• Take over private healthcare facilities
  • Stop the Tory sell-off
  • Make big business pay
Save our NHS, photo Mary Finch

Save our NHS, photo Mary Finch   (Click to enlarge: opens in new window)

Jon Dale, secretary, Unite union Nottinghamshire NHS branch (personal capacity)

Britain has almost the fewest intensive care beds per person, and hospital beds overall per person, of any country in Europe. How is our NHS going to cope with an influx from Covid-19?

It’s not just vulnerable coronavirus sufferers who are at risk if there are no critical care facilities for them. Patients suffering other serious illnesses and injuries during an epidemic could have nowhere to go.

Some estimates for how much of Britain’s population could contract Covid-19 during an epidemic range from 30% to 60%. While the vast majority will not need hospitalisation, those who do will put even more strain on time and space because of the need for isolation, special protective equipment and extra cleaning.

The government must immediately reverse its decades-long policies of cuts and privatisation. It should also allow the NHS to requisition private sector resources, in particular private healthcare facilities, if needed, to guarantee extra capacity during the crisis.

The NHS had just 4,100 intensive care and high-dependency beds in 2018. Germany has around four times as many per head. Even the US system, unprepared and riddled with private sector inefficiencies, has around ten times as many per head!

The Tories want to use trade talks to Americanise the NHS. But the world’s most powerful economy is showing us the dangerous limits of that system.

Donald Trump’s blinkered understanding of how the virus spreads has worsened its impact. By 1 March South Korea had run 100,000 tests, but the US under 500. By 8 March over 500 US cases had been reported, with many more certainly undetected.

photo Paul Mattsson

photo Paul Mattsson   (Click to enlarge: opens in new window)

The US Centers for Disease Control announced tests would be free – but hospitals have nonetheless billed patients thousands for staff time in administering them! Alex Azar, US health secretary, has been unable to report how many have been tested because competing private companies, and the public sector, have created and distributed different tests!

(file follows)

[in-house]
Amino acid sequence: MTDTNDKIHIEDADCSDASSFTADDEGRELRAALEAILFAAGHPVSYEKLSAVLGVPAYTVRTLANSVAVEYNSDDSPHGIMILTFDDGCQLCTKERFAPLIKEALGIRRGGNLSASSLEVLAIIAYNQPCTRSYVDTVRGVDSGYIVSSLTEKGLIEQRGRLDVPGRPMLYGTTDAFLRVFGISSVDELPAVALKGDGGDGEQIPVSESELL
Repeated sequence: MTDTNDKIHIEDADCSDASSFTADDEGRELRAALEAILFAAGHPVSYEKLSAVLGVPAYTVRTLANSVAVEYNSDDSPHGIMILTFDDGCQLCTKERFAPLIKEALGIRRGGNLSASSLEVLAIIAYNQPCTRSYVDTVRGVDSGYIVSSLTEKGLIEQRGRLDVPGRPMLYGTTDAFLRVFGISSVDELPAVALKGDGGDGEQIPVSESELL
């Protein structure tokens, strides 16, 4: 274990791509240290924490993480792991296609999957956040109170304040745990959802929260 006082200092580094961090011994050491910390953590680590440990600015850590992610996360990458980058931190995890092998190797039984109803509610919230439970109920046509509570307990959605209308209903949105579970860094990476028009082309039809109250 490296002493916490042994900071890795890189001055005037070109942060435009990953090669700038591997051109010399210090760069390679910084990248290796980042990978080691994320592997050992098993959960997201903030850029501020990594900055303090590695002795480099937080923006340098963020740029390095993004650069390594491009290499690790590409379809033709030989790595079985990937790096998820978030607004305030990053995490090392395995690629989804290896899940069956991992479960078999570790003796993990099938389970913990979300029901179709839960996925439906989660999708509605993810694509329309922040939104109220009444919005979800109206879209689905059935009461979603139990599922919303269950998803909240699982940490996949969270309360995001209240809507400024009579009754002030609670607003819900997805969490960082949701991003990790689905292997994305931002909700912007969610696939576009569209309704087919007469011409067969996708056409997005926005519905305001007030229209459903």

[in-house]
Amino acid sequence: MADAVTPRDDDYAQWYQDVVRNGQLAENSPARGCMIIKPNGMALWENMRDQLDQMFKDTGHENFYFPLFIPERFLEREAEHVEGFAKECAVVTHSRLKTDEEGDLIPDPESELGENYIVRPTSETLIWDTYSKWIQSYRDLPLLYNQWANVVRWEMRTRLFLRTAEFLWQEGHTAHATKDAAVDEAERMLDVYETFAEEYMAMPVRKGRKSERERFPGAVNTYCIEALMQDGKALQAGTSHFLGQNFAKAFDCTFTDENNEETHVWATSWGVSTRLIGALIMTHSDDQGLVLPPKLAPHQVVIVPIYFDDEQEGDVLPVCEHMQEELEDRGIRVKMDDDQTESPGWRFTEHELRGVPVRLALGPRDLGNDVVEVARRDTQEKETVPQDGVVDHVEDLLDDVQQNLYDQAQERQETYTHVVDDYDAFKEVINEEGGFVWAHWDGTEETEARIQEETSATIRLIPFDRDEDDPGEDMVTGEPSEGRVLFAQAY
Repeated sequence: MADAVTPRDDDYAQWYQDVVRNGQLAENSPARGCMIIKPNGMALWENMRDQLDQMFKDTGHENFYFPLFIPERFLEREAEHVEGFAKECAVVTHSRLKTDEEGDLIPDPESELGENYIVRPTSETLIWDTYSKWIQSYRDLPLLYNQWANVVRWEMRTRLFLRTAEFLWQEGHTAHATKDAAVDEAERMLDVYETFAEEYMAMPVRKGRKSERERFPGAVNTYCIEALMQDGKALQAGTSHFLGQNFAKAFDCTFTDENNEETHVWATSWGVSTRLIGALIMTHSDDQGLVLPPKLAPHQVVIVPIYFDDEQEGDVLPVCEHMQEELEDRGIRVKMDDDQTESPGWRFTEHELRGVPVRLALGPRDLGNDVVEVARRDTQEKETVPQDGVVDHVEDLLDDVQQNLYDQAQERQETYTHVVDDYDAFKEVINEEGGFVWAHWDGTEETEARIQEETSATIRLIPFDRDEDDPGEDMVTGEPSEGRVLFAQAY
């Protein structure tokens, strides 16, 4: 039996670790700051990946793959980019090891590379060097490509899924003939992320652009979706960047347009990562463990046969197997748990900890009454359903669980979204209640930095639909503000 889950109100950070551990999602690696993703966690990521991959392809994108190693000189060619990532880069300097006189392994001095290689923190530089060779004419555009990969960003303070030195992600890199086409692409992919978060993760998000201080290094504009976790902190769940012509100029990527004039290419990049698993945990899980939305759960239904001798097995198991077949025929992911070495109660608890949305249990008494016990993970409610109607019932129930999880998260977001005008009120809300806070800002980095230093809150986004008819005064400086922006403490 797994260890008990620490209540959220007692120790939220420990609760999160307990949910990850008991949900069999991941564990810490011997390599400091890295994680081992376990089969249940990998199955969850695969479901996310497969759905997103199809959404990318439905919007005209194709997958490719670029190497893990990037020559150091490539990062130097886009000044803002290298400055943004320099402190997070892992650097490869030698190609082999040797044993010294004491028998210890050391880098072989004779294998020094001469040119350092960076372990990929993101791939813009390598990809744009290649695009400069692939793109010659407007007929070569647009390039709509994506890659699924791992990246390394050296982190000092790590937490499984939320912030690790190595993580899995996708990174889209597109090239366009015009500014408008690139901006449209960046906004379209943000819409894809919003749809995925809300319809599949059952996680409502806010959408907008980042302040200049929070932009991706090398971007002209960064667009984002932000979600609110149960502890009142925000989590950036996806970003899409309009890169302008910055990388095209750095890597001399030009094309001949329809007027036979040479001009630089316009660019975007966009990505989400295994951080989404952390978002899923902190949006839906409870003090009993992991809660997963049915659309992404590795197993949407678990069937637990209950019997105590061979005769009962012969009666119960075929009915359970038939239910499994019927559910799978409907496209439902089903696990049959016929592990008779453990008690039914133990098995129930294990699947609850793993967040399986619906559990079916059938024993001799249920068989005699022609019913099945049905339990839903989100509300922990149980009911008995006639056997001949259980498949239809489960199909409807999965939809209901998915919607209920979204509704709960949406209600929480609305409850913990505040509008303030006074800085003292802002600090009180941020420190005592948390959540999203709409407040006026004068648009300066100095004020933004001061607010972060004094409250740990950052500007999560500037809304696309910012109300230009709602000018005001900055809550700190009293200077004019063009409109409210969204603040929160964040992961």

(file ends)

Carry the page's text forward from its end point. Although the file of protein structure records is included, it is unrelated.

28 million people in the US have no health insurance. Many more are ‘underinsured’ so may have to pay huge bills for testing and treatment. 30% of workers have no entitlement to sick pay.

With a market shortage of diagnostic kits, and Trump’s dismissal in February of the viral threat as a Democratic Party “hoax”, the US could see one of the worst epidemics of the advanced economies.

Health officials have now had to promise four million tests in a week. And under pressure, Trump has been forced to promise support for workers so that they are “not going to miss a paycheque” and “don’t get penalised for something that’s not their fault.”

What help the US capitalists will grant is yet to be seen. But the lesson is simple: the state is having to intervene because the market is incapable of running public services and protecting workers.

Meanwhile, even former Tory health secretary Jeremy Hunt admitted “the NHS has centralised structures, bureaucracy that it’s sometimes criticised for, but it does mean it can react in a very coordinated and integrated way in a crisis like this.”

What a hypocrite! Thirty years of privatisation by Tory, New Labour and coalition governments have not yet destroyed the NHS, thanks to resistance from workers and patients.

But their direction has been relentlessly towards the US system, including in the post-Brexit trade talks (and beforehand under the EU as well). Socialist policies to save the NHS are vital.

See also many other articles and reports on the coronavirus crisis in the 11 March issue of the Socialist.